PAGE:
Gang and drug-related violence is shaking Onion Lake Cree Nation - which was under a state of emergency earlier this year – and the OLCN leadership is upset with the seeming lack of help from the federal government.
“We are left to defend for ourselves,” said Philip Chief, director of operations for OLCN.
“We have on-going active gangs and limited resources.”
He said Onion Lake RCMP is stretched thin dealing with the violence plaguing the community.
The RCMP Crime Reduction Team was sent to Onion Lake Aug. 12 to 16 to help reduce gang activity. The RCMP CRT members collaborate with communities and partner agencies to reduce gang violence and activity.
Tuesday morning OLCN leadership met with Indigenous and Northern Affairs Canada.
“Hopefully we get a positive outcome from Indian Affairs this morning,” said Chief in an interview Sept. 1. “The next step is to make our way back to Ottawa. We need to do something.”
Chief said many First Nations communities are battling the same drug and crime-related issues.
“The federal government seems to be ignoring this. It’s not just us. It’s a common trend in First Nations communities, so much lack of funding.”
Chief said OLCN - and First Nations communities - need more funding for health, wellness and education, and not just crime prevention.
OLCN used more than $1 million of its own money for additional support for housing and health care to deal with it’s addiction and gang crisis.
Chief said some First Nations communities aren’t able to do this.
“We are obviously an oil resource community so we rely on revenue generated from that. But those (funds) should be going to support other programs. The federal government needs to step up.”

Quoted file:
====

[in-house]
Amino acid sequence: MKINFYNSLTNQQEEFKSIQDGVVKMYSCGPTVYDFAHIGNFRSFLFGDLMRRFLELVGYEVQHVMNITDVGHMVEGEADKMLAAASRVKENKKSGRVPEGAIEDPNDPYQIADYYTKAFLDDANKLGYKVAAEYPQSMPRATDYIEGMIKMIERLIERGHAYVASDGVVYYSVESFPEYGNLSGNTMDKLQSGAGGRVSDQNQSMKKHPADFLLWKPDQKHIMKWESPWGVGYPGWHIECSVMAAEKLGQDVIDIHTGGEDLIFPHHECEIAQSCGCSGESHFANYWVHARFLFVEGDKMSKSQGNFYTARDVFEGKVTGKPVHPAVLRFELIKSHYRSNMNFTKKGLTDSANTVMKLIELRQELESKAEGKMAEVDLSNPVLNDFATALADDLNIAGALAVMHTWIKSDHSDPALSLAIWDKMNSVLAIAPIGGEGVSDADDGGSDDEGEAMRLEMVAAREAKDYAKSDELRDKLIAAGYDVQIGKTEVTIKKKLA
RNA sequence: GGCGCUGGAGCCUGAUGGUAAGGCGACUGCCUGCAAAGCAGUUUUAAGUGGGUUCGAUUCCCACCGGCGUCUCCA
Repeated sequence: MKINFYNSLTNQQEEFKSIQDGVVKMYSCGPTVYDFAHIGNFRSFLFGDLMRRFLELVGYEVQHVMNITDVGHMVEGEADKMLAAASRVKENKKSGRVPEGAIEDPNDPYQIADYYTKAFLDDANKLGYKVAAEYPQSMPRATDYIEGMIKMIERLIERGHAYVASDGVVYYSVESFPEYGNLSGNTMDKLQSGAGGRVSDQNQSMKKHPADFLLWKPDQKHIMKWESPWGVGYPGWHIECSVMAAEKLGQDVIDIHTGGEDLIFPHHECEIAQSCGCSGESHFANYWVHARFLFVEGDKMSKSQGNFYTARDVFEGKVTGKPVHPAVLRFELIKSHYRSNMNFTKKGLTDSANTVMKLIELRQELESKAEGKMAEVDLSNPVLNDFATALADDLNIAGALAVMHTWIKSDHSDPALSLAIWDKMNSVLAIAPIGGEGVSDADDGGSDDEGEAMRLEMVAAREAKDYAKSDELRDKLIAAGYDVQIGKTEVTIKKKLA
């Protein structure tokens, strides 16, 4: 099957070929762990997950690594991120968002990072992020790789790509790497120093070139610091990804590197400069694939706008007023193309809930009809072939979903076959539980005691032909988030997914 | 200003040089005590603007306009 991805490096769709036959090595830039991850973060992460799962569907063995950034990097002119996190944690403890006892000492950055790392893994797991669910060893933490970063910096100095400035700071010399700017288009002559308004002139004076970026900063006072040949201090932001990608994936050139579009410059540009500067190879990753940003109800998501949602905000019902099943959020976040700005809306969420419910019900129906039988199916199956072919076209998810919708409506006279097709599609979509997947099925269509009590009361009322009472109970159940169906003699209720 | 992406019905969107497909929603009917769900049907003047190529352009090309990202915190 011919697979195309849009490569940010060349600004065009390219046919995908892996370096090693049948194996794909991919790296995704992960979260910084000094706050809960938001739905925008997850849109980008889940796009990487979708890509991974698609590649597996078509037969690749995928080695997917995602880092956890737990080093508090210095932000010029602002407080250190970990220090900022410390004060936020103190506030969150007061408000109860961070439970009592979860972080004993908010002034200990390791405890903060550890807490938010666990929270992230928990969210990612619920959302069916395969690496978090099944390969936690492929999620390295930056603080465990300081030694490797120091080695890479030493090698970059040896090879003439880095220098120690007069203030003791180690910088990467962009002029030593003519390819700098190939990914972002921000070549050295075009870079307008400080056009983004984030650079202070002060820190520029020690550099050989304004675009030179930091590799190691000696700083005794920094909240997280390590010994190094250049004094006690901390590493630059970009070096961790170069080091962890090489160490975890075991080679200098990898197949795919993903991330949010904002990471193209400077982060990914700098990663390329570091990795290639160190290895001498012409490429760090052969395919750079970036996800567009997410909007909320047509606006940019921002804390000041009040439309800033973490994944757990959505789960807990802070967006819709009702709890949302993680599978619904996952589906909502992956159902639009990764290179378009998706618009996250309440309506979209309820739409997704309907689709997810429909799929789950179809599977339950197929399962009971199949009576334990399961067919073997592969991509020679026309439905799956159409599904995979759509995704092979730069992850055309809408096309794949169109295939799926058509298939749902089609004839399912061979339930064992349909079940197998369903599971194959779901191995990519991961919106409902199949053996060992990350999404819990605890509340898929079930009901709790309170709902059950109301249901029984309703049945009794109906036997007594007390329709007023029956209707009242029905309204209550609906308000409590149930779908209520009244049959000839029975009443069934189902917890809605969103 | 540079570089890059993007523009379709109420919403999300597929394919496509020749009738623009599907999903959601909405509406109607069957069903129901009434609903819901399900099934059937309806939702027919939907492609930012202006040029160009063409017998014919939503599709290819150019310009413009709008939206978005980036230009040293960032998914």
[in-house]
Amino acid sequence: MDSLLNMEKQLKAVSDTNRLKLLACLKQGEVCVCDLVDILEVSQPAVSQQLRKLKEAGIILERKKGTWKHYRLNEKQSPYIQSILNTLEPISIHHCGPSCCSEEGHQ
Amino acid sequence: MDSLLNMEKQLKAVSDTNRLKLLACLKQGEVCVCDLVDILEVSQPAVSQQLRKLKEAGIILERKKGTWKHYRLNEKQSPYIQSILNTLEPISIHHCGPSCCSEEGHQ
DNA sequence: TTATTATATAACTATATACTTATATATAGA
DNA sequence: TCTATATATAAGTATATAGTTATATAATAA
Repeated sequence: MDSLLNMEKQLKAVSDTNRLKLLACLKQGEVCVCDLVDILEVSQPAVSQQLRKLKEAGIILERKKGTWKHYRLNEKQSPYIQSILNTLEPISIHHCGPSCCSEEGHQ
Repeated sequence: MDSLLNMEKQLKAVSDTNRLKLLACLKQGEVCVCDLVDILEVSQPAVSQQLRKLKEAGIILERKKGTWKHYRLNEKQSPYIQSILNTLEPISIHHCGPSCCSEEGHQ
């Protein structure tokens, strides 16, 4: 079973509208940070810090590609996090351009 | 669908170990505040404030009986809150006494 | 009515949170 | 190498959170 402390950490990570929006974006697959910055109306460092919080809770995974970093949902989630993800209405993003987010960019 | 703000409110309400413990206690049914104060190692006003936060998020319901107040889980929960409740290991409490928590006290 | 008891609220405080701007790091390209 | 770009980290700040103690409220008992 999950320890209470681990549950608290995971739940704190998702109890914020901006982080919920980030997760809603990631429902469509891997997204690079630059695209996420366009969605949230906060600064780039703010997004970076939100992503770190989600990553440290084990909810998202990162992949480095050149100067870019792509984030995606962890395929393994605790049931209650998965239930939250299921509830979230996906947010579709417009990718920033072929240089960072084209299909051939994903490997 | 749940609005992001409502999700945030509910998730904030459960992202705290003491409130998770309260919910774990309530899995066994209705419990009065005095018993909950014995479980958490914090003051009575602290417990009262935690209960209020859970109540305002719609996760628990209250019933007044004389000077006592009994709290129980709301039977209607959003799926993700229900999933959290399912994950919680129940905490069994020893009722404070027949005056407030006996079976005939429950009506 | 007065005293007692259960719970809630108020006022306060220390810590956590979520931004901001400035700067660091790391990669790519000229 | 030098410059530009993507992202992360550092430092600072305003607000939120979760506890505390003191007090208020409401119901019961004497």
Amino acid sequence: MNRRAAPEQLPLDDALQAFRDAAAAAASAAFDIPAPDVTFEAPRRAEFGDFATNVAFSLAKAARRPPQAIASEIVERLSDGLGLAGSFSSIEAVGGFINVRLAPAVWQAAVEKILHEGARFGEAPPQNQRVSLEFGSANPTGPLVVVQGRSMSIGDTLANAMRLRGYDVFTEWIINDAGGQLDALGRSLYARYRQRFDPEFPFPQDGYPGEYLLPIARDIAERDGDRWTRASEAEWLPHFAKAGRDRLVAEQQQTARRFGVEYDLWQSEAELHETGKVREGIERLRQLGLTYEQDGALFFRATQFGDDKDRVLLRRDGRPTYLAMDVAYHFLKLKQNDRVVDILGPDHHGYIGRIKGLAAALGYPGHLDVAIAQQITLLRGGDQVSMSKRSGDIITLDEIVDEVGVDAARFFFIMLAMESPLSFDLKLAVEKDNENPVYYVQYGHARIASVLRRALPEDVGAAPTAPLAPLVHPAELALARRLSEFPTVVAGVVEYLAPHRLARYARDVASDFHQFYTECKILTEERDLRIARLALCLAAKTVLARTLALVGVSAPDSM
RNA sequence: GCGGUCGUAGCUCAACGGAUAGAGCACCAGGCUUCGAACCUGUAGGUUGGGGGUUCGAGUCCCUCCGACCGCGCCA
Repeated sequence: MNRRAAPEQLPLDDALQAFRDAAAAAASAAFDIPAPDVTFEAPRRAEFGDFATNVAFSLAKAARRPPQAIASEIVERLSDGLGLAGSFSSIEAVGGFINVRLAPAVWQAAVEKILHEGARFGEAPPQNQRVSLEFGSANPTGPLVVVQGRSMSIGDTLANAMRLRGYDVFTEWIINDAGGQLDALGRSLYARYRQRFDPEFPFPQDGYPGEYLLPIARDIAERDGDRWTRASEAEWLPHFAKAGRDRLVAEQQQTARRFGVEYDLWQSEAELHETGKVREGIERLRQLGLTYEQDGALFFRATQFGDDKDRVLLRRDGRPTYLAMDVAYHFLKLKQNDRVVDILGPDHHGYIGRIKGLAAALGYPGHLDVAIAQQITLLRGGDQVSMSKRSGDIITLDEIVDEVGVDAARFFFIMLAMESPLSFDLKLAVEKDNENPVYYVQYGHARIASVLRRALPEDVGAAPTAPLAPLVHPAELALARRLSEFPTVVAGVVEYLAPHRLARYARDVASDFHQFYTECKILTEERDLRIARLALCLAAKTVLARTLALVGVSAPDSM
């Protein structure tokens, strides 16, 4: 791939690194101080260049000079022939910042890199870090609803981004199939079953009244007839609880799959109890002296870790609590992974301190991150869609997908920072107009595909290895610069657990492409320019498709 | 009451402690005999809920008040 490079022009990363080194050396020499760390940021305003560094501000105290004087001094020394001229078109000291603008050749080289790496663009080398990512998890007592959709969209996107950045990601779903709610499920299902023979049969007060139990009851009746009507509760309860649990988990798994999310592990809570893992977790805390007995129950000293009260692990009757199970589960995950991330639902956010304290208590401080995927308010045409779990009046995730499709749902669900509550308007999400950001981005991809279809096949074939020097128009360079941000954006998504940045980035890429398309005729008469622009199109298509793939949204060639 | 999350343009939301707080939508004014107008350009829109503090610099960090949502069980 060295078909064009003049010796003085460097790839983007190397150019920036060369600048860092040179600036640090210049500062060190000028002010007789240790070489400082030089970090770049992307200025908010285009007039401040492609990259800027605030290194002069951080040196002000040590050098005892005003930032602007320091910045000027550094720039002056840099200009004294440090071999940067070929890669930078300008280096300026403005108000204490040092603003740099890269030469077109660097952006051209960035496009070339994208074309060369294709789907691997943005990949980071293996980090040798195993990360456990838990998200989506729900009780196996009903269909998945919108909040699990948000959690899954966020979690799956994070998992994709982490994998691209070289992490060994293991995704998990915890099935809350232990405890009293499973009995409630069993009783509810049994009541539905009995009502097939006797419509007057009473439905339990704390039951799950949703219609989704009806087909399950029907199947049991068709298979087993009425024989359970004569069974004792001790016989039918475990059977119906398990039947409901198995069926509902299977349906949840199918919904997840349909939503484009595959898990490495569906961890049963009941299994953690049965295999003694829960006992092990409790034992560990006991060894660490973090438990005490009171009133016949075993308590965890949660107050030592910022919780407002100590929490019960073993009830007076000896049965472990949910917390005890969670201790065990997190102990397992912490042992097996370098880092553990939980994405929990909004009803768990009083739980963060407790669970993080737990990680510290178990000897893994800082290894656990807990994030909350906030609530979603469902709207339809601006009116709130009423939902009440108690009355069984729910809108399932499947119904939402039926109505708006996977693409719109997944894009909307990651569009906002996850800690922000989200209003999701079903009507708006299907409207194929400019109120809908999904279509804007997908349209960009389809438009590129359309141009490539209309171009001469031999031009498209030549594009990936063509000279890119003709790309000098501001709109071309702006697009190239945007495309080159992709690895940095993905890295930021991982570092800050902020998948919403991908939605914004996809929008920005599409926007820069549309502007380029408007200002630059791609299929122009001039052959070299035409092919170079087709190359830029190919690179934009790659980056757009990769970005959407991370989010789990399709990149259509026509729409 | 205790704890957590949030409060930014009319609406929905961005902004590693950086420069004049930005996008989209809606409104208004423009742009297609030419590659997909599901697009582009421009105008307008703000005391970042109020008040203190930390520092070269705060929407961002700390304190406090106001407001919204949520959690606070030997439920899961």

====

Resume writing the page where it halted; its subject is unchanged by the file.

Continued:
OLCN declared a state of emergency Jan. 22, 2020, after gang-related violence and drug activity.
On Jan. 21 the community of Onion Lake experienced what are believed to be drug and gang related occurrences. In the early afternoon, RCMP were involved in a high-speed chase through the community. Within a few hours of the chase, the body of a missing man was discovered by a search and rescue crew combing an area situated near OLCN.
Later the same evening, after a hockey game at the OLCN Arena, a stolen vehicle lost control while speeding and drove into the parking lot of the arena, colliding with the side wall of the building and causing extensive damage. Local officials found what is believed to be gang-affiliated graffiti inside the vehicle involved in the collision.
Over a two-month period there were three deaths directly related to drugs and gang activity on OLCN, as well as numerous high-speed chases and violent crimes.
“The RCMP are working hard and trying their best but they need more help,” said OLCN Okimaw Henry Lewis when declaring a state of emergency in January. “Their (RCMP) resources are stretched too thin and our community needs the support of both levels of government before it gets worse.”
Lewis said OLCN needs the federal and provincial government to create a gang strategy, increased policing services, external gang units and whatever else is necessary to help OLCN residents feel safe.
OLCN set up check stops and roadblocks. They increased their security force from seven to 36 and went from two running security units to nine. They boarded up more than a dozen suspected meth houses and drove out suspected gang members.
Earlier this year OLCN submitted a request to the federal government under Jordan’s Principle to support their health model. OLCN met with Indigenous Services Canada to discuss funding for Indigenous Early Learning and Child Care, housing and the state of emergency. Jordan's Principle makes sure all First Nations children living in Canada can access the products, services and supports they need, when they need them.